A modest home expands through aggregation, multiplying scaled versions of the original A-type pulled along a twisted Z axis. The result is a double offset – a 2nd story structure to capture sweeping views and a voided landscape carved into the hillside. New forms combine with the old, erasing boundaries.
The A-to-Z House by SAW // Spiegel Aihara Workshop wins a 2017 Architecture Award from the San Francisco chapter of the American Institute of Architects (AIASF).
The A-to-Z House proposes an alternative to conventional approaches for expanding an outmoded San Francisco home. Perched on a hillside in Golden Gate Heights, a modest single story 1934 developer vernacular structure had limited space and failed to take advantage of expansive views of Sutro Tower, Golden Gate Park, Sausalito, and the Bay. But rather than replacing or merely attaching to the existing structure, the A-to-Z strategy seizes upon the existing forms – scaling, repeating, and manipulating found objects into a contextual collection of structures comprising a dynamic home immersed in its surroundings.
A new gabled roof structure is inserted at the ridgeline of the existing living room bar, stepping back from the street to reduce mass and nestling into the existing roof to establish a low horizon line. This datum is characterized by a ribbon of operable windows that wrap two corners of the building to take advantage of critical views, accented by to a sawtooth window system and thickened metal edge. Inside, variations of the floor level and ceiling height provide different ways to experience this horizon in each space, from sweeping vista to private lookout.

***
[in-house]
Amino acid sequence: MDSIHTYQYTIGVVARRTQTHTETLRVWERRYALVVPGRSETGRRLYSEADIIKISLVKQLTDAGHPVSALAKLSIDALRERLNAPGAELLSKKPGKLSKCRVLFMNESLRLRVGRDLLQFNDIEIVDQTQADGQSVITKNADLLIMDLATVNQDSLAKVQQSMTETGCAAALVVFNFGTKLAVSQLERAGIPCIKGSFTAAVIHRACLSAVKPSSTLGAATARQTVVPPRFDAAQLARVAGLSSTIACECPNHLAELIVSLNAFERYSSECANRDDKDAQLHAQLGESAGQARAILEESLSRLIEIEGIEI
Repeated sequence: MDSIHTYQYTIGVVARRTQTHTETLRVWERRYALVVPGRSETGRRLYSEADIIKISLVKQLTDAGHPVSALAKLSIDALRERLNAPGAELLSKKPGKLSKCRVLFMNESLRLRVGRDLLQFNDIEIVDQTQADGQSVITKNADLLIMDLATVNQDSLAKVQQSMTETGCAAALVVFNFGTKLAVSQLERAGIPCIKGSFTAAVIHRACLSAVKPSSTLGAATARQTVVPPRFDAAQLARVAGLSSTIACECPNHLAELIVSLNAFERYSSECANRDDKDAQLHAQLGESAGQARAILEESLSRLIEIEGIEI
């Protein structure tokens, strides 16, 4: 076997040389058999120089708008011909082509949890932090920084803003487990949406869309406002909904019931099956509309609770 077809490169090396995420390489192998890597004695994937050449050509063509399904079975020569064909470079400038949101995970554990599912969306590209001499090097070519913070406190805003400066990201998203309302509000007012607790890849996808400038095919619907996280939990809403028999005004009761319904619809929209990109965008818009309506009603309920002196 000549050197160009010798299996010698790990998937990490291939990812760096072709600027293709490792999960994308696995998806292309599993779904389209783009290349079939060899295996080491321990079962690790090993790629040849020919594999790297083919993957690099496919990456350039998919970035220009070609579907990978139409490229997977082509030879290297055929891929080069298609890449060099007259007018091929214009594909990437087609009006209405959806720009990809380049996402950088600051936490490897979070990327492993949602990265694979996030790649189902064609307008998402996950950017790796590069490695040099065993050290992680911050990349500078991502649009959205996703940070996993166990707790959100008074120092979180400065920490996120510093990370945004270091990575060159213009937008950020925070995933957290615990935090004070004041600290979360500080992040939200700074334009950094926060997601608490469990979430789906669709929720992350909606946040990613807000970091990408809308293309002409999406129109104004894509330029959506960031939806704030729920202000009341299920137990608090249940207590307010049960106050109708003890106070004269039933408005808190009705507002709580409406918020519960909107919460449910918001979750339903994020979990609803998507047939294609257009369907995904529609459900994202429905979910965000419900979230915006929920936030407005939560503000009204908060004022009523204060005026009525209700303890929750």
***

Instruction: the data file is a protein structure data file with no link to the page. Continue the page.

As the new gabled structure reaches the carefully terraced back yard, it twists and wraps down around the dining room. This turn along a torqued Z-shaped axis (alternately horizontal and vertical) is held ever so slightly apart from the existing house, using a band of light and the articulation of the ceiling to create meaningful difference out of similar forms.
San Francisco, CA
SAW // Spiegel Aihara Workshop is a multidisciplinary design team with backgrounds in art and public policy, and primary expertise in Architecture, Landscape Architecture, Urban Design, and education. SAW approaches design as a collaborative, research based process. SAW believes in the transformative power of good design, in the inextricable relationship between building and context, and in the vital role the built environment plays in the development of community.